Create a culture of value. Your company is as great as your team, and each member of your team is essential to the success of your company. Your employees need to understand that everyone’s job in the company carries prime responsibility and everyone’s performance affects the whole. A client can be lost due to a ‘perceived’ bad attitude or poor handling of the situation by the person they spoke with—whether it was the receptionist or the CEO is irrelevant if that client ended all communication with your company.
Demand accountability, not perfection, from your employees. Charles Schwab said it best “the way to develop the best that is in a person is by appreciation and encouragement. There is nothing else that so kills the ambitions of a person as criticism from superiors.” Your staff should understand that they are expected to do their best and that most mistakes can be forgiven as long as lessons are learned and employees take responsibility for their actions. Correct without criticizing; show where there’s room for improvement without belittling, and help people rise to the occasion by incentivizing them with your genuine appreciation for a job well done.
Remove obstacles. Don’t tell your staff what they are doing wrong. Ask your staff two questions. 1. What’s impeding their progress or success? 2. What do they need to succeed? Then guide them in creating solutions that will unblock their success.
Don’t micromanage your employees. If you feel you need to micromanage your employees, then perhaps you should question your hiring competence. Provide your staff with the training and the necessary authority to do their jobs properly. This method doesn’t mean you shouldn’t be on top of what’s going on within the company. Have a proper reporting system in place, whether it be in the form of weekly/monthly meetings or written reports or both. Don’t disregard the value of face to face meetings, as these can result in brainstorming and new ideas.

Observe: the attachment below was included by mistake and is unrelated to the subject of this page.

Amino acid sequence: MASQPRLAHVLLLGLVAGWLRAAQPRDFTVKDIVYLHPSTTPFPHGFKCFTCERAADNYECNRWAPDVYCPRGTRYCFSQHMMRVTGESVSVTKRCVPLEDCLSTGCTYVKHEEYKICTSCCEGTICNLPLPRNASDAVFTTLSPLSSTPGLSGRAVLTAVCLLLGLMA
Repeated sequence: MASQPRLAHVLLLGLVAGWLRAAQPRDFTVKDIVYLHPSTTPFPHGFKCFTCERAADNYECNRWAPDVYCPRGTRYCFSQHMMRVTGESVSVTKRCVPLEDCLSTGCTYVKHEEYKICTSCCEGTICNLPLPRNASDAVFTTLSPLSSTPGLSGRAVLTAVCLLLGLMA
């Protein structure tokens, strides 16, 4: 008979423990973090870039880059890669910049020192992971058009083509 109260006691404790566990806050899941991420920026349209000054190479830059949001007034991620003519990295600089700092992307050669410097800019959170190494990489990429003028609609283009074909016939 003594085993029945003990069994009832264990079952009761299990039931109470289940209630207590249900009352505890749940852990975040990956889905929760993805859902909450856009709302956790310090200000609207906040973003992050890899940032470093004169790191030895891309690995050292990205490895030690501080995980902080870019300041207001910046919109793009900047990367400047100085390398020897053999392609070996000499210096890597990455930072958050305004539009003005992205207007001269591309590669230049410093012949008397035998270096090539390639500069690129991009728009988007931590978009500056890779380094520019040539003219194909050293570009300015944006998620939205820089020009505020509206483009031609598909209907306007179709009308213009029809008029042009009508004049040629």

Ask for input. You can’t be everywhere, and a decision that might work out great for one department can negatively affect another. Ask if anyone in the room has a better idea or solution, or if they foresee any complications from putting this one idea in effect. Ask for their input and ask them to explain the pros and cons of following their advice. It’s also a good idea to send quarterly surveys to all staff members welcoming their feedback.
Don’t judge. Whenever you hear a story about two people from one person, you only hear half the story. Whether there’s an issue between employees or a client and employee, don’t take anyone at their word. Have HR, a Customer Service manager or yourself (if you head a smaller business) speak to both parties to get both sides of the story.
Always be kind. Being kind means being the grown-up in the room. It means being assertive without being cruel or rude. It means having the composure and emotional intelligence not to raise your voice, put someone down, lose your temper, or deliver your message with anything other than a kind tone. Even when making tough decisions such as firing someone, you can still be kind. In being kind, you should always include being kind to yourself and don’t let takers take advantage of you.
Monica Puig, Cofounder of www.socialpurposes.com